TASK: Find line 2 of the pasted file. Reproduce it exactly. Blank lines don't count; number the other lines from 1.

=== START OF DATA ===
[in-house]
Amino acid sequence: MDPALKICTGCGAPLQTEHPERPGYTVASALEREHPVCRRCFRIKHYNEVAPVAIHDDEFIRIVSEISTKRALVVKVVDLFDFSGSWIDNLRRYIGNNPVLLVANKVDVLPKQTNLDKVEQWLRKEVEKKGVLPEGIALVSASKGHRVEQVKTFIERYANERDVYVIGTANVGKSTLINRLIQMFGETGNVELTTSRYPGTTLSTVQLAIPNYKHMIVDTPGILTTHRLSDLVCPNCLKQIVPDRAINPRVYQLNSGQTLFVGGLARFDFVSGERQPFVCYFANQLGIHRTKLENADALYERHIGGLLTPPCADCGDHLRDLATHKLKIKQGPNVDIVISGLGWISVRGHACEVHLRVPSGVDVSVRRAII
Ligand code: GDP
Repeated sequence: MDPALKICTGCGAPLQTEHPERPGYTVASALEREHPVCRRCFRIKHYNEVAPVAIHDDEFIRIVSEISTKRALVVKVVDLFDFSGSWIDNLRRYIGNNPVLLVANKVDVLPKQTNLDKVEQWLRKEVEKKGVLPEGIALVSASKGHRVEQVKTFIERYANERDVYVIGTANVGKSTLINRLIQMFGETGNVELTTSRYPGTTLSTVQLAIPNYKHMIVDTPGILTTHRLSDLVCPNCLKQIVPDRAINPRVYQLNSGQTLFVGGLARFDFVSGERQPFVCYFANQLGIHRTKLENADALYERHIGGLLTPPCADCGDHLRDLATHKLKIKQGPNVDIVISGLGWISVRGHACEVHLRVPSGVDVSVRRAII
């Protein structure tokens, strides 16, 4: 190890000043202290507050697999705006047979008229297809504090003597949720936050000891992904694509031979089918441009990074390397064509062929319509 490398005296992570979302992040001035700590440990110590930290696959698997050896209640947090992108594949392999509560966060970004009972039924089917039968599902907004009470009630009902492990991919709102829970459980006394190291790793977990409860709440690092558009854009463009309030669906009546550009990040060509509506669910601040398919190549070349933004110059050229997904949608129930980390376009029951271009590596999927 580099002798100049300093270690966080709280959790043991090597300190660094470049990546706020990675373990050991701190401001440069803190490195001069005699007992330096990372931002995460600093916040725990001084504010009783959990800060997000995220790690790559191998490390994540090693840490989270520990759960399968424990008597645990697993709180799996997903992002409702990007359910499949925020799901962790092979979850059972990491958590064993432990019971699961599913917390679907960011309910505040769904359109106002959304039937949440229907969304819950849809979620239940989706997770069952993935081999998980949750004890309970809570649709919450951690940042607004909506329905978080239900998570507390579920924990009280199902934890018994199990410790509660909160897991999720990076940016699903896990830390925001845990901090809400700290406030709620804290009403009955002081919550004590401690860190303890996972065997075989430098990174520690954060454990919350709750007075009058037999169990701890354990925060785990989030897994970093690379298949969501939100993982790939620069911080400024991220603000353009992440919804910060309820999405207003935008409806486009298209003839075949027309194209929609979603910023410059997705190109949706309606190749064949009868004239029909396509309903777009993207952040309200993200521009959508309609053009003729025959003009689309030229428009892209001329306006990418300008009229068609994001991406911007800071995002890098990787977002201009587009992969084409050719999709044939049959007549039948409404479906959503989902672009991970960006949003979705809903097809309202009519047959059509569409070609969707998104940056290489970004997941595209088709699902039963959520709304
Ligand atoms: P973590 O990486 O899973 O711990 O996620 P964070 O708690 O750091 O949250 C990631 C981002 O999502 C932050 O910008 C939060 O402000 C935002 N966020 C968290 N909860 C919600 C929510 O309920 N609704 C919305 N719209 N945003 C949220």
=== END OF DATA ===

Amino acid sequence: MDPALKICTGCGAPLQTEHPERPGYTVASALEREHPVCRRCFRIKHYNEVAPVAIHDDEFIRIVSEISTKRALVVKVVDLFDFSGSWIDNLRRYIGNNPVLLVANKVDVLPKQTNLDKVEQWLRKEVEKKGVLPEGIALVSASKGHRVEQVKTFIERYANERDVYVIGTANVGKSTLINRLIQMFGETGNVELTTSRYPGTTLSTVQLAIPNYKHMIVDTPGILTTHRLSDLVCPNCLKQIVPDRAINPRVYQLNSGQTLFVGGLARFDFVSGERQPFVCYFANQLGIHRTKLENADALYERHIGGLLTPPCADCGDHLRDLATHKLKIKQGPNVDIVISGLGWISVRGHACEVHLRVPSGVDVSVRRAII